Australia’s Productivity Commission (PC) has released its draft report into the Workplace Relations Framework. All morning talk radio has been discussion the issue of penalty rates but there are safety-related elements that should not be forgotten. Bullying is the most obvious of these.
The overview of the Draft Report hints that the level of resources required to administer the bullying provision in the Fair Work Commission (FWC) may be excessive given the tidal wave of applications did not eventuate. Continue reading “PC report questions bullying processes”
There is a clear link between the modern take on occupational health and safety (which includes psychosocial health) and productivity. However, there are seriously mixed messages coming from the Productivity Commission (PC) in its current inquiry into Australia’s Workplace Relations Framework.
In Senate Estimates on 3 June 2014 (draft Hansard), the Chair of the Productivity Commission, Peter Harris, and Assistant Commissioner, Ralph Lattimore, briefly discussed OHS. Harris acknowledged that some of the submissions to the current inquiry discussed OHS matters (page 65) but Lattimore stated:
“….we did say that we would quarantine the inquiry away from workforce health and safety issues unless they were directly related to, say, enterprise bargaining or some feature of the relationship between employers and employees. We were aware of the large amount of regulation in that area, and we were not planning to revisit that.”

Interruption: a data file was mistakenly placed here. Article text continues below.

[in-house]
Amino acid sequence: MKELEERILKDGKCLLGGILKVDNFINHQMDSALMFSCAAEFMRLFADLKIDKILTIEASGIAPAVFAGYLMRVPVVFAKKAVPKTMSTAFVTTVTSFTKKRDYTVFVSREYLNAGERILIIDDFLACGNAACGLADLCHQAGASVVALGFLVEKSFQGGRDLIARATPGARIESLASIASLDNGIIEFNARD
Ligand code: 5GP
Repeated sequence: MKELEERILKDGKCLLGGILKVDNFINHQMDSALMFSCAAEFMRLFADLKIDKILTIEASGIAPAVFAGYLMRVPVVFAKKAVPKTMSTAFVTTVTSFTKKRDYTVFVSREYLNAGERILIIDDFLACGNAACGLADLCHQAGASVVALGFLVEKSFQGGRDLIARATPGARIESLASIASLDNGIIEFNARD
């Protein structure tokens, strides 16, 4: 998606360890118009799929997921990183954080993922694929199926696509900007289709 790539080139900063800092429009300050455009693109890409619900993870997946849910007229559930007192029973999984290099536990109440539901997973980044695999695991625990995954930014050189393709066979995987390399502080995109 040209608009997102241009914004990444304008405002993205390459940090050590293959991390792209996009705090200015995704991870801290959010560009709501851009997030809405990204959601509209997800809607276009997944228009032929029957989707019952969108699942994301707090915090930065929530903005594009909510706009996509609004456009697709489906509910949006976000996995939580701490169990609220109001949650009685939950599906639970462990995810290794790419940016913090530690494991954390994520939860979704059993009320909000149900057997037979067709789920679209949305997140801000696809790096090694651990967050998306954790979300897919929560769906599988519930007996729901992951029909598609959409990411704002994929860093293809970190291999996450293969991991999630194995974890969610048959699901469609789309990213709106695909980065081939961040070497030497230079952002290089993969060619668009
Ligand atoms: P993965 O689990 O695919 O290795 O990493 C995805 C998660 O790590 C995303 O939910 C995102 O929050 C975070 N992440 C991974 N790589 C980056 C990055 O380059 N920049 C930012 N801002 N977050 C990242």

The Australian Government has announced an inquiry into workplace relations through the Productivity Commission (PC). The most obvious occupational health and safety (OHS) element of this inquiry relates to workplace bullying which is discussed in the fourth of five issues papers released in January 2015. However the purposeful separation of workplace bullying actions through the Fair Work Commission (FWC) from actions in other sectors, such as OHS regulators, limits the potential impact of the inquiry on this issue.
The PC issues paper acknowledges the lack of the anticipated avalanche of anti-bullying applications and accepts that the structure of the FWC process may be partially responsible. This lack of applications, an issue discussed
This weekend the Australian people voted for the conservative Liberal Party to be the next Federal government. Workplace safety has been largely absent from the pre-election campaign but when it has been mentioned it has almost always been couched in terms of productivity. In the next few years, workplace safety issues must be couched in terms of productivity to have any hope of gaining the ear of the new government and, particularly, the ear of Senator Eric Abetz, the most likely candidate for the ministry of workplace relations.
Recent changes to workplace bullying laws which provide a prominent role of the Fair Work Commission are unlikely to be rolled back but Abetz has promised Continue reading “New political challenges for OHS in Australia”